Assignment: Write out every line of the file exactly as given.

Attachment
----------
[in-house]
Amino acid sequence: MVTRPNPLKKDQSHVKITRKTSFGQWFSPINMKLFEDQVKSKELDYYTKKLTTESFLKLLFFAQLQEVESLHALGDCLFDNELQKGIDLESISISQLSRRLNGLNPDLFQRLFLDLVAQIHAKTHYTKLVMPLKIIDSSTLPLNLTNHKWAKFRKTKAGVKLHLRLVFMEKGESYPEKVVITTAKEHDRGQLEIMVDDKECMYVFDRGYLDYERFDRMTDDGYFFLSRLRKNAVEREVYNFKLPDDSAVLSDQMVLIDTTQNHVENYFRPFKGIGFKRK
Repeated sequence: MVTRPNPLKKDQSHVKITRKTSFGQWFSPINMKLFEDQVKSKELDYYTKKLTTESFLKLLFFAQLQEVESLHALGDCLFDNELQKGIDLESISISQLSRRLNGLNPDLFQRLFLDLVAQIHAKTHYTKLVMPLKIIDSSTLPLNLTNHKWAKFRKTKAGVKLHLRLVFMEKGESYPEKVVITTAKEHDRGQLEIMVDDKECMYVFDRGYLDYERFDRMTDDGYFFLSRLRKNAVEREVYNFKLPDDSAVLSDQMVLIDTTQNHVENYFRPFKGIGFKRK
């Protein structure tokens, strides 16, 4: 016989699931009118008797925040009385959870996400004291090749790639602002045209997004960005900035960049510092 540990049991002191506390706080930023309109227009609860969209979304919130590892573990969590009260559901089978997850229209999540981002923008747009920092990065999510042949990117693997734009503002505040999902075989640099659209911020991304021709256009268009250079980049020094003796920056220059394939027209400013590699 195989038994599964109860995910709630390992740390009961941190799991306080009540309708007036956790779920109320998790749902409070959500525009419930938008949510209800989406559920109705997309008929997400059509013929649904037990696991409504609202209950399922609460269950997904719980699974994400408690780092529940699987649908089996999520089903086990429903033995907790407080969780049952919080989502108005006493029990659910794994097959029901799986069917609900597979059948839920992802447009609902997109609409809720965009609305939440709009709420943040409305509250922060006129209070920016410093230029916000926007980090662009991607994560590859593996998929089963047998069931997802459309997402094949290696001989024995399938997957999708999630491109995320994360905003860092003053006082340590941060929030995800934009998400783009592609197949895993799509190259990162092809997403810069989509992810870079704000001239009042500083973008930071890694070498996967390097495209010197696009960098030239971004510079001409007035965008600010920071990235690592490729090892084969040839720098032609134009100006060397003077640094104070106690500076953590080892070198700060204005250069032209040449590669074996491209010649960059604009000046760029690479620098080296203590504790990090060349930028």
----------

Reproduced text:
[in-house]
Amino acid sequence: MVTRPNPLKKDQSHVKITRKTSFGQWFSPINMKLFEDQVKSKELDYYTKKLTTESFLKLLFFAQLQEVESLHALGDCLFDNELQKGIDLESISISQLSRRLNGLNPDLFQRLFLDLVAQIHAKTHYTKLVMPLKIIDSSTLPLNLTNHKWAKFRKTKAGVKLHLRLVFMEKGESYPEKVVITTAKEHDRGQLEIMVDDKECMYVFDRGYLDYERFDRMTDDGYFFLSRLRKNAVEREVYNFKLPDDSAVLSDQMVLIDTTQNHVENYFRPFKGIGFKRK
Repeated sequence: MVTRPNPLKKDQSHVKITRKTSFGQWFSPINMKLFEDQVKSKELDYYTKKLTTESFLKLLFFAQLQEVESLHALGDCLFDNELQKGIDLESISISQLSRRLNGLNPDLFQRLFLDLVAQIHAKTHYTKLVMPLKIIDSSTLPLNLTNHKWAKFRKTKAGVKLHLRLVFMEKGESYPEKVVITTAKEHDRGQLEIMVDDKECMYVFDRGYLDYERFDRMTDDGYFFLSRLRKNAVEREVYNFKLPDDSAVLSDQMVLIDTTQNHVENYFRPFKGIGFKRK
């Protein structure tokens, strides 16, 4: 016989699931009118008797925040009385959870996400004291090749790639602002045209997004960005900035960049510092 540990049991002191506390706080930023309109227009609860969209979304919130590892573990969590009260559901089978997850229209999540981002923008747009920092990065999510042949990117693997734009503002505040999902075989640099659209911020991304021709256009268009250079980049020094003796920056220059394939027209400013590699 195989038994599964109860995910709630390992740390009961941190799991306080009540309708007036956790779920109320998790749902409070959500525009419930938008949510209800989406559920109705997309008929997400059509013929649904037990696991409504609202209950399922609460269950997904719980699974994400408690780092529940699987649908089996999520089903086990429903033995907790407080969780049952919080989502108005006493029990659910794994097959029901799986069917609900597979059948839920992802447009609902997109609409809720965009609305939440709009709420943040409305509250922060006129209070920016410093230029916000926007980090662009991607994560590859593996998929089963047998069931997802459309997402094949290696001989024995399938997957999708999630491109995320994360905003860092003053006082340590941060929030995800934009998400783009592609197949895993799509190259990162092809997403810069989509992810870079704000001239009042500083973008930071890694070498996967390097495209010197696009960098030239971004510079001409007035965008600010920071990235690592490729090892084969040839720098032609134009100006060397003077640094104070106690500076953590080892070198700060204005250069032209040449590669074996491209010649960059604009000046760029690479620098080296203590504790990090060349930028």